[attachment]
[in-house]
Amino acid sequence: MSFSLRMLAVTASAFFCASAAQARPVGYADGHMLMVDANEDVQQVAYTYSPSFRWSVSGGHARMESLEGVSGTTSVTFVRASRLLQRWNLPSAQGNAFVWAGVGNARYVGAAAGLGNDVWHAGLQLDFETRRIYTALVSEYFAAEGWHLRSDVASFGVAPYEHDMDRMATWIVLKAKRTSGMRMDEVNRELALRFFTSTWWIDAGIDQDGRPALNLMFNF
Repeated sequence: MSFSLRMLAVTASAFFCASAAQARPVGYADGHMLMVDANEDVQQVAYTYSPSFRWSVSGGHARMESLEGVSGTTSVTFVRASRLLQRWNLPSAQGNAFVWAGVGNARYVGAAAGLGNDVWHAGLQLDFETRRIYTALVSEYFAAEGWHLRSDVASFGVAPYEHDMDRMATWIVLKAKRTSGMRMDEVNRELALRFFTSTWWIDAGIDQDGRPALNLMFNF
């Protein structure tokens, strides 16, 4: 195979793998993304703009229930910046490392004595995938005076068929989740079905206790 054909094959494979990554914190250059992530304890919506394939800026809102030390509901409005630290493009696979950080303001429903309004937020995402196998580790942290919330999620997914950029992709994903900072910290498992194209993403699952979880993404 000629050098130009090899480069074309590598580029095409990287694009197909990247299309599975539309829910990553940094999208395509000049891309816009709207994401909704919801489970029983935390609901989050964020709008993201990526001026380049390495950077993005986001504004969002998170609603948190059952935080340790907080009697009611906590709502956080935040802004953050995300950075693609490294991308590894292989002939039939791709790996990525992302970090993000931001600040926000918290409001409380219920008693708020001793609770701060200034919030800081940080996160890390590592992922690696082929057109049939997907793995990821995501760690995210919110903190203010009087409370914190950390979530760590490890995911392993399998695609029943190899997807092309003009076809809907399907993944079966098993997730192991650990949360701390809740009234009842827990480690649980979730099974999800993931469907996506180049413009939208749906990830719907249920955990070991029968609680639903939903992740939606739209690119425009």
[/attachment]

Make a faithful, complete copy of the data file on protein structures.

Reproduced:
[in-house]
Amino acid sequence: MSFSLRMLAVTASAFFCASAAQARPVGYADGHMLMVDANEDVQQVAYTYSPSFRWSVSGGHARMESLEGVSGTTSVTFVRASRLLQRWNLPSAQGNAFVWAGVGNARYVGAAAGLGNDVWHAGLQLDFETRRIYTALVSEYFAAEGWHLRSDVASFGVAPYEHDMDRMATWIVLKAKRTSGMRMDEVNRELALRFFTSTWWIDAGIDQDGRPALNLMFNF
Repeated sequence: MSFSLRMLAVTASAFFCASAAQARPVGYADGHMLMVDANEDVQQVAYTYSPSFRWSVSGGHARMESLEGVSGTTSVTFVRASRLLQRWNLPSAQGNAFVWAGVGNARYVGAAAGLGNDVWHAGLQLDFETRRIYTALVSEYFAAEGWHLRSDVASFGVAPYEHDMDRMATWIVLKAKRTSGMRMDEVNRELALRFFTSTWWIDAGIDQDGRPALNLMFNF
């Protein structure tokens, strides 16, 4: 195979793998993304703009229930910046490392004595995938005076068929989740079905206790 054909094959494979990554914190250059992530304890919506394939800026809102030390509901409005630290493009696979950080303001429903309004937020995402196998580790942290919330999620997914950029992709994903900072910290498992194209993403699952979880993404 000629050098130009090899480069074309590598580029095409990287694009197909990247299309599975539309829910990553940094999208395509000049891309816009709207994401909704919801489970029983935390609901989050964020709008993201990526001026380049390495950077993005986001504004969002998170609603948190059952935080340790907080009697009611906590709502956080935040802004953050995300950075693609490294991308590894292989002939039939791709790996990525992302970090993000931001600040926000918290409001409380219920008693708020001793609770701060200034919030800081940080996160890390590592992922690696082929057109049939997907793995990821995501760690995210919110903190203010009087409370914190950390979530760590490890995911392993399998695609029943190899997807092309003009076809809907399907993944079966098993997730192991650990949360701390809740009234009842827990480690649980979730099974999800993931469907996506180049413009939208749906990830719907249920955990070991029968609680639903939903992740939606739209690119425009």